Wednesday 23 October 2019

Allowing ground to grow wild

Reducing waste and trying to achieve a zero waste status coupled with a zest for creating biodiversity areas around the county are just some of the ways people are trying to do their bit for the environment

The meadow at Presentation College, Bray
The meadow at Presentation College, Bray

Mary Fogarty

Biodiversity Bray has teamed up with the staff and students of Presentation College Bray to allow a 900-metre squared field to grow wild over the summer months of 2019.

Keith Gordon of Biodiversity Bray said that the area will be cut back in the coming weeks, the cuttings removed, and allowed to grow once again.

Lands where this has been done are full of bees, butterflies and windflowers and therefore contribute more to the biodiversity of both a local area and the planet.

'Biodiversity Bray is concerned with very local topics such as tree planting, and the development of wildflower areas, as well as more macro environmental areas,' said Keith.

The relatively new organisation is looking for volunteers, as well as for schools and businesses, to allow parts of their land to be given over to projects such as that taking place at Pres.

Keith said that while attitudes have been changing, his fear is that they are not changing anywhere near enough. Ten years ago, if he had approached his own former school with this idea, it may not have been met with such positivity.

While manicured lawns have heretofore been seen as 'beautiful' for garden and land owners, Keith says that we need to adjust what we see as being beautiful.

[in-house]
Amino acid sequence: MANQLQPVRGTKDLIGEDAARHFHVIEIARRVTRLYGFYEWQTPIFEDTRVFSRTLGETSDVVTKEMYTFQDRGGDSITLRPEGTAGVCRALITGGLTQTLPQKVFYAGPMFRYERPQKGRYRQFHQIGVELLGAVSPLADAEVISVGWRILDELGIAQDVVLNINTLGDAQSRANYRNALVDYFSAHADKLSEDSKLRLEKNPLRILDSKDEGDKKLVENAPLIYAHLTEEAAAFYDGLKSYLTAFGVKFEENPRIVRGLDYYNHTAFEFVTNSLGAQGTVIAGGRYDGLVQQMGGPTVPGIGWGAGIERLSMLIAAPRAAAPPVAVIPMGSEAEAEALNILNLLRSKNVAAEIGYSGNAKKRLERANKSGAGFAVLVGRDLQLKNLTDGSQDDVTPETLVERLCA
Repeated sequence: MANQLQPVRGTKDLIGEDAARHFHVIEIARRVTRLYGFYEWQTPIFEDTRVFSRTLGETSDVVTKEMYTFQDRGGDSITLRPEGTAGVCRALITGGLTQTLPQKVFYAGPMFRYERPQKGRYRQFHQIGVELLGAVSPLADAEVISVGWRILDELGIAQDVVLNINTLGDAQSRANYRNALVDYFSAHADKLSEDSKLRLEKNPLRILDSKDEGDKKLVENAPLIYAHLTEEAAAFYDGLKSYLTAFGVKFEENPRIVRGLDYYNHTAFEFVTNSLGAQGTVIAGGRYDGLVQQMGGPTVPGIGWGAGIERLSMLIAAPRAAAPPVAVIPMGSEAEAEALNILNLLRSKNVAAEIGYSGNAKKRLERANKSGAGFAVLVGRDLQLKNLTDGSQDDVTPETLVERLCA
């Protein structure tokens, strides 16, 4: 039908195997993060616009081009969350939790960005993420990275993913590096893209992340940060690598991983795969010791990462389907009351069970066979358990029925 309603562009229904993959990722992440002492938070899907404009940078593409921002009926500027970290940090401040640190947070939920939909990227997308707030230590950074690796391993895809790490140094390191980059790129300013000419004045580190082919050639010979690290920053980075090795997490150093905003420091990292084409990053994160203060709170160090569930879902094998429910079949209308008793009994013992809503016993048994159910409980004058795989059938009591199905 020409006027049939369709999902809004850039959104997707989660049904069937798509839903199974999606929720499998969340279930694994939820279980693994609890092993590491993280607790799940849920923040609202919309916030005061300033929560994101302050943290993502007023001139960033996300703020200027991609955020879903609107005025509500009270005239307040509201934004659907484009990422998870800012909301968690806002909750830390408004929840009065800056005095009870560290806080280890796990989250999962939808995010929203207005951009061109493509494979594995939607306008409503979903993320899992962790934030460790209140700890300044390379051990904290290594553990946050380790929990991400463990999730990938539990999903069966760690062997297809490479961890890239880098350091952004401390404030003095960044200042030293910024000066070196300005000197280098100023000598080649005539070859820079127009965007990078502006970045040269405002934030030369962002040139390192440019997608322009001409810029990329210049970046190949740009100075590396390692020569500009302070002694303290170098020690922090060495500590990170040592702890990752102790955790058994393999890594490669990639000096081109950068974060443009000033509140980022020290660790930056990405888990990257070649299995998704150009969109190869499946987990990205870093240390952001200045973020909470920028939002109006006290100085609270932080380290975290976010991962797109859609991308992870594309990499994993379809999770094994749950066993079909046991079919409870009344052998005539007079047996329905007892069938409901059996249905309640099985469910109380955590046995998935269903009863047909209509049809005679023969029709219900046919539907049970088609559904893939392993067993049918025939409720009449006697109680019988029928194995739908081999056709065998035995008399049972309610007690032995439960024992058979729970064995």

Keith said that he had done a lot of work with Green Party councillor and Cathaoirleach of Bray Municipal District, Steven Matthews, on tree planting.

Unfortunately, recently a number of trees they planted on Bray Head were vandalised.

Keith was also then behind the Presentation College field.

'The idea is at a local level, to be able to take ownership of issues, whether it's tree planting or looking at areas that could be allowed to grow wild.'

The objective next year is to achieve 10,000 square metres of wild meadow in Bray.

'We want schools to come forward, or anywhere with open grass land, to sign up to allow them to grow wild from March to the end of August,' he said.

Another way in which the person at local level can effect global change, is to eat less meat, said Keith.

Some issues surrounding meat include the destruction of forestry to grow feed for intensively farmed animals, as well as the emission of greenhouse gases.

Ireland imports five million tonnes of feed from South America each year.

Keith hopes to hold a meeting in September with anyone who has responded to Biodiversity Bray's invitation to get involved.

The group's modus operandi will be genuine action at a local level.

'People feel lost and helpless,' said Keith. 'Look in your fridge or your own back garden.

'I personally allowed a three metre by three metre space in my own garden grow wild over the summer months,' he said.

'The harsh reality is we aren't changing fast enough.'

He said that the medium and long-term consequences of not addressing these issues now will be catastrophic.

To get involved, find 'Biodiversity Bray' on Facebook, or email

Wicklow People